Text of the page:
UMS 2012: Photos and review of Saturday night - Reverb

UMS 2012: Photos and review of Saturday night

The 12th annual Denver Post Underground Music Showcase charged forward Saturday through nearly 100-degree heat with large crowds clogging the South Broadway corridor.

More venues opened their doors to the 300 or so artists while tangent events and unofficial neighborhood house parties filled the Baker neighborhood with buzz. It was a welcomed return to traditional UMS form following Friday’s moment of silence for the midnight massacre in Aurora. While many festival-goers were undoubtedly distraught on Day 2 of the showcase following the Thursday night tragedy, Day 3 saw an increasingly diverse music community evolving into one cohesive, party-ready unit.

Bonus: What was it like to be a fly on the wall last night?

Kevin Costner Suicide Pact was the first band of the weekend inside Gildar Gallery, kicking off Day 3 with experimental electronic music. The band’s four members twisted, turned and poked at various knobs and triggers before an intimate crowd — avant garde sounds in an avant garde space.

Down the street, the Whicker and Pine started the day inside the Irish Rover with a set of indie-folk-rock tinged with late-’90s pop punk. While the instrumentals were energetic, the vocals were otherwise forgettable. Upstairs on the Rover’s rooftop patio, Joe Sampson’s “Kill Our Friends” happy hour was the place to see and be seen. Sampson sat perched near his Fellow Creature Recordings label maven Jules Bethea for much of the afternoon. Aaron Collins of A. Tom Collins rubbed elbows with Hi-Dive/Sputnik owner Matt LaBarge. Earlier in the day, Nathaniel Rateliff shared drinks with James Barone of Tennis during the final hour of the Reverb Recovery Rooftop after loading in Sampson.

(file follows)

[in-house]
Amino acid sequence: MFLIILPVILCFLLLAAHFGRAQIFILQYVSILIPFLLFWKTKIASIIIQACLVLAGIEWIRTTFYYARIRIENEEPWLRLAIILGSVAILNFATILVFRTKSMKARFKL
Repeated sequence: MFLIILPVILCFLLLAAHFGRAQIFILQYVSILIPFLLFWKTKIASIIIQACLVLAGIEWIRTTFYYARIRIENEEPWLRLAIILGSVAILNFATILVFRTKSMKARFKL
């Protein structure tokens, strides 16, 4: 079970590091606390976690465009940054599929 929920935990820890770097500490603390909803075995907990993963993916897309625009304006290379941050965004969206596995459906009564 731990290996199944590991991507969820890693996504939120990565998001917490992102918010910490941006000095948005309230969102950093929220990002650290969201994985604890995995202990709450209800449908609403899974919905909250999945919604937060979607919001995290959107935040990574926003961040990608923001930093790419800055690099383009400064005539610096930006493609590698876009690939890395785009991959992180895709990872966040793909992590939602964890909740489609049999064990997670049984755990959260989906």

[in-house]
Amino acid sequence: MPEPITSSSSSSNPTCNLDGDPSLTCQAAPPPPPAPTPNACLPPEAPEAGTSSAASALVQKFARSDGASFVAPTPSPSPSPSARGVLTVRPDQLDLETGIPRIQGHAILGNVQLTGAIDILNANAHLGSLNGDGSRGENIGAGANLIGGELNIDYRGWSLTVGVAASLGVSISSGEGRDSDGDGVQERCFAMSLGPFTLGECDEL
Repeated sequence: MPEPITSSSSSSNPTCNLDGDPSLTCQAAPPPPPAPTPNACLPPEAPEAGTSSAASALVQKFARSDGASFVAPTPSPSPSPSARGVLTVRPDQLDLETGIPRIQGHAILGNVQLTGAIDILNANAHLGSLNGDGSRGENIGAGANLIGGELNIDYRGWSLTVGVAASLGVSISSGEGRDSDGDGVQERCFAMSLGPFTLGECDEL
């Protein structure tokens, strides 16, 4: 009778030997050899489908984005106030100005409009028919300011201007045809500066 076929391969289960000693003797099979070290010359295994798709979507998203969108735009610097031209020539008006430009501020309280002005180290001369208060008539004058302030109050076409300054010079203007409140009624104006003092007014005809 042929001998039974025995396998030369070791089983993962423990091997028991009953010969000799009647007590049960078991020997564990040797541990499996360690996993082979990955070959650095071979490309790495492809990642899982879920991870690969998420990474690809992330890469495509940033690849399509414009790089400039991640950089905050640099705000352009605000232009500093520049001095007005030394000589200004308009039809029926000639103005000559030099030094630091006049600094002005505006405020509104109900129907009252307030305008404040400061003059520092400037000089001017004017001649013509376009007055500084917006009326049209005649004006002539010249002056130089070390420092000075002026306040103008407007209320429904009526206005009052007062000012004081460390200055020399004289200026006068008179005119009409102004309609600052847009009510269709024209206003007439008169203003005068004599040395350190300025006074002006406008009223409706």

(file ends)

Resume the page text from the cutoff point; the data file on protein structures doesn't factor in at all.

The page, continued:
The two largest house parties of the day were within spitting distance of one another. The Brass Tree house hosted Wheelchair Sports Camp, Snake Rattle Rattle Snake, the Morning Clouds and more in a BYOB environment, while the Meese house (home to Nate Meese of the Centennial/Lips & Teeth) offered complimentary beer, wine, “monkey juice” and hot dogs in a picturesque backyard setting. Flashbulb Fires played indie-pop in the vein of Death Cab For Cutie as the blazing hot afternoon drifted into evening.

Accordion Crimes played a well-received set at 3 Kings Tavern that found the garage-punk band sounding particularly raw. Across the street at the Main Stage in the Goodwill parking lot, Gauntlet Hair proved tight and in-the-pocket after a short struggle through an elongated sound check.

Later, Native Daughters packed a respectable crowd at 3 Kings with their winding post-rock — some welcomed sludge and drone after what felt like a day rife with fast songs. Shabazz Palaces, perhaps the most-hyped acts of the weekend, closed the Main Stage Saturday night, though the duo’s tepid energy prevented the set from ever truly lifting off the ground. The music, while smart and capable, was perhaps too experimental for such a large space. Down the street, Shabazz’s Sub Pop labelmates THEESatisfaction offered one of the weekend’s best performances at a maximum capacity Hi-Dive. The female duo played with swagger and ease while engaging the sardine’d crowd (for an obvious comparison, think a female version of A Tribe Called Quest).